Best known for his take on George W. Bush
Comic impressionist Steve Bridges, best known for impersonating former President George W. Bush, has died at home in Los Angeles. He was 48.
Bridges was found unresponsive by a housekeeper on Saturday morning. It appeared that he died of natural causes, but an autopsy will be conducted, said Craig Harvey, chief of operations for the Los Angeles County coroner’s office.
The coroner’s office says Bridges had no recent medical complaints, and a statement on Bridges’ website says his death came as a shock, though manager Randy Nolen said Bridges returned from China on Feb. 23 and complained to friends of “super jet lag.”
Bridges’ George W. Bush impression made him a regular on “The Tonight Show With Jay Leno” and earned him an invitation to the White House in 2003.
In 2006 Bridges joined Bush in a comic routine at the 2006 White House Correspondents’ Assn. dinner in Washington, D.C., and at a Ford’s Theater benefit.
Nolen said Bush called Bridges’ brother, Phillip, on Monday and offered condolences.
“Steve was not only a funny man, but a kind and decent human being. My heartfelt sympathies go out to his parents, his siblings, and his entire family,” Bush told the Associated Press through spokesman Freddy Ford.
Bridges became Barack Obama, Bill Clinton or Bush for his most popular shows.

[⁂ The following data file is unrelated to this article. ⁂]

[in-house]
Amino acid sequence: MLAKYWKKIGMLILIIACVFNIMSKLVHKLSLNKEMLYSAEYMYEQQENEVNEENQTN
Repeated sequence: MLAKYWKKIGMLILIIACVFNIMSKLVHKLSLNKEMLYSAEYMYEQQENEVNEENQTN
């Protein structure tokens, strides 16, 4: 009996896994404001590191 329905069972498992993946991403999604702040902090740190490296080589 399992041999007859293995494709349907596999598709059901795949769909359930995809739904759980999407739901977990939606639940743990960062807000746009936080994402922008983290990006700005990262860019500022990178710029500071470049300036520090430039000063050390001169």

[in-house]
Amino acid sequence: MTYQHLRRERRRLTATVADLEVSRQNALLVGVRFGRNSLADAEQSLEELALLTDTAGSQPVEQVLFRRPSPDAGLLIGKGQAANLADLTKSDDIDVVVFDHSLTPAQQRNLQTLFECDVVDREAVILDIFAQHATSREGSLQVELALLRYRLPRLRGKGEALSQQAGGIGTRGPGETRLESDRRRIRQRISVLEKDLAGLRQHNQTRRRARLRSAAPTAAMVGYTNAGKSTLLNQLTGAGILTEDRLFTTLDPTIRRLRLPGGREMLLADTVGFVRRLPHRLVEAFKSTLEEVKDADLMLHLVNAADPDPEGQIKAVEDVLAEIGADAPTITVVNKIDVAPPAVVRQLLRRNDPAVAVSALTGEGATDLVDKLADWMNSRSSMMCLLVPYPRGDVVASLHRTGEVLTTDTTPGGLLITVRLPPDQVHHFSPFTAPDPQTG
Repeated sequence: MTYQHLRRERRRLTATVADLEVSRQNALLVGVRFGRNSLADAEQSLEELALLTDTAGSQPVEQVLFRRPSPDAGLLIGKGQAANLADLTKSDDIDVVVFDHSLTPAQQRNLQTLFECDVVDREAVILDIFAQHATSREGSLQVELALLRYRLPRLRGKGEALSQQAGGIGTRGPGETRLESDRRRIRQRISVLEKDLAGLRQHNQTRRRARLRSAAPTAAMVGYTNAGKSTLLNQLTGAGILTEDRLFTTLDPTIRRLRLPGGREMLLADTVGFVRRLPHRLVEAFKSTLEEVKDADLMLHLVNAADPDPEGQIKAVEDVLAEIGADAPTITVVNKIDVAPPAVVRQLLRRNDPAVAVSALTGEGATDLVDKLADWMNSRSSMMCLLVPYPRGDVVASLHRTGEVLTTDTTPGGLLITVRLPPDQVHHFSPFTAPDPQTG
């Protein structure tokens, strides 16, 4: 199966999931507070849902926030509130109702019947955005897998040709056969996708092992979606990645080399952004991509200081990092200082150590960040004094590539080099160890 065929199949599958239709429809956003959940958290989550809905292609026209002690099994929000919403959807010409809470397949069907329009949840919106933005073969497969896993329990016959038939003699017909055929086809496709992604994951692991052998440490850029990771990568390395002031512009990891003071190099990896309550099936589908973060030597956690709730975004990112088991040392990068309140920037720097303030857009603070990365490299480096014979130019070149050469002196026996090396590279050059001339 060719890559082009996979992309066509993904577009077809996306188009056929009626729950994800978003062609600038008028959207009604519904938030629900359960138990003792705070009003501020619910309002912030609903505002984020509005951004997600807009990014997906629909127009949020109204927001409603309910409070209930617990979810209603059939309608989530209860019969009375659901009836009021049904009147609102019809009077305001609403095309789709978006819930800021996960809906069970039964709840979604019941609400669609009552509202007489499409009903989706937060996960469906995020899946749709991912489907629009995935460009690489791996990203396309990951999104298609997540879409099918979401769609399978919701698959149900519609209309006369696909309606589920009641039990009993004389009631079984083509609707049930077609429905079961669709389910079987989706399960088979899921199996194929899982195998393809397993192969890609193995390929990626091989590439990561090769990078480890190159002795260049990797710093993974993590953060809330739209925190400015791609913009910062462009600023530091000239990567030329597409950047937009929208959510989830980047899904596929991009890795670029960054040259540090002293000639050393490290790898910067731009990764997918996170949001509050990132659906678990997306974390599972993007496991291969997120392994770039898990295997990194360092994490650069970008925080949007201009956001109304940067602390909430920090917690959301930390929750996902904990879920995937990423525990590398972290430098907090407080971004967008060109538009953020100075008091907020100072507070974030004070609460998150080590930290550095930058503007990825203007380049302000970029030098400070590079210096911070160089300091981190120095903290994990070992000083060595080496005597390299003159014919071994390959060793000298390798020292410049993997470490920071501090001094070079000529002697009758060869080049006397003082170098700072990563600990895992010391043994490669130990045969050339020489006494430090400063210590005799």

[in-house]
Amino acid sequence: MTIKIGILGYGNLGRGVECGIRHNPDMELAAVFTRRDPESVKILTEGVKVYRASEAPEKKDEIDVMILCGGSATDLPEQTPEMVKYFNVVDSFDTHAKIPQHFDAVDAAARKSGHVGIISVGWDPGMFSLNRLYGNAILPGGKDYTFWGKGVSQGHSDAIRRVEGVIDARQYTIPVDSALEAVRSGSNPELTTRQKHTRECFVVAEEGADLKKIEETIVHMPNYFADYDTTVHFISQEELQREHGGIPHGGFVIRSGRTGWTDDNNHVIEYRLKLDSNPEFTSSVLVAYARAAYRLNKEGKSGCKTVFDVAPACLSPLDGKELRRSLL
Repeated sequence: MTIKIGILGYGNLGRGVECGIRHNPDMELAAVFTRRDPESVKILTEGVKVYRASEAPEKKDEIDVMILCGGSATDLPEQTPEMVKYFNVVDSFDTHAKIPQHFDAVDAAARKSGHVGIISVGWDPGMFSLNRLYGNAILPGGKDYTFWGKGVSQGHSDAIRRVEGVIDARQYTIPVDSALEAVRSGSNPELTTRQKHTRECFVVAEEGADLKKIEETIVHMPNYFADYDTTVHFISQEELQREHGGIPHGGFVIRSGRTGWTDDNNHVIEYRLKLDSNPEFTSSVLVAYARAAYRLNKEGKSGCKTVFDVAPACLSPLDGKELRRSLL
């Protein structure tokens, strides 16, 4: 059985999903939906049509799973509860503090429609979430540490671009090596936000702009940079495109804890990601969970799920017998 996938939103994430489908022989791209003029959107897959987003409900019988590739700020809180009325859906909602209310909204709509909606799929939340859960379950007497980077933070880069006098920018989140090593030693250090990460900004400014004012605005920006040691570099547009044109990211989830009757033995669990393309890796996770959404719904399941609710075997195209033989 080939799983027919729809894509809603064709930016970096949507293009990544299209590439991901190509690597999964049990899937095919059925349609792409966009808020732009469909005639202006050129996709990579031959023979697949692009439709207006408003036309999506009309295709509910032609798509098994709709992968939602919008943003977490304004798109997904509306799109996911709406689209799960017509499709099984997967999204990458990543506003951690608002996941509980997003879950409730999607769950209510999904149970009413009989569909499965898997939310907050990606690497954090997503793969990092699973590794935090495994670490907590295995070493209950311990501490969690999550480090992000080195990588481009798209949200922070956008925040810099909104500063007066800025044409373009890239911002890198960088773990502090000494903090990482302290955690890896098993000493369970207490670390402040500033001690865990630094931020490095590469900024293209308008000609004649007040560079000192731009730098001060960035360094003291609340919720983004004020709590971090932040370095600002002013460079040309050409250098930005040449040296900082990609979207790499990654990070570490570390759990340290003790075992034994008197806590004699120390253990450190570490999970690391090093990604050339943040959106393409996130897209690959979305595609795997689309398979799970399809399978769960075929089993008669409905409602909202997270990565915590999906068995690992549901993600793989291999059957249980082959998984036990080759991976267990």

The makeup and prosthetics used for Bush and Clinton were designed by Kevin Haney, who won an Academy Award for aging Dan Aykroyd in “Driving Miss Daisy.” Obama was done by Kazu Tsuji, who designed Jim Carrey’s Grinch in “How the Grinch Stole Christmas.”
Mari Enyart was Bridges’ makeup artist.
It took nearly four hours to apply the Obama makeup and nearly three hours to do Bush and Clinton. Close attention was paid to age marks and freckles on his hands because they were so visible, especially if a skit was being filmed.
Bridges had been scheduled to do three free shows on March 13, 14 and 15 for the Indian Wells Rotary Club to help raise money for students who wanted to go to college.
Sometimes, Bridges would do shows without makeup that were titled “Steve As Steve” and showcased his 200 voices — from Bill O’Reilly to Rush Limbaugh to Tom Brokaw and all the presidents from Kennedy to Obama, Nolen said.
Bridges is survived by his parents, two brothers and a sister.
A service will likely be held in the next few days near the family’s Northern California home, with a memorial service to follow in Los Angeles.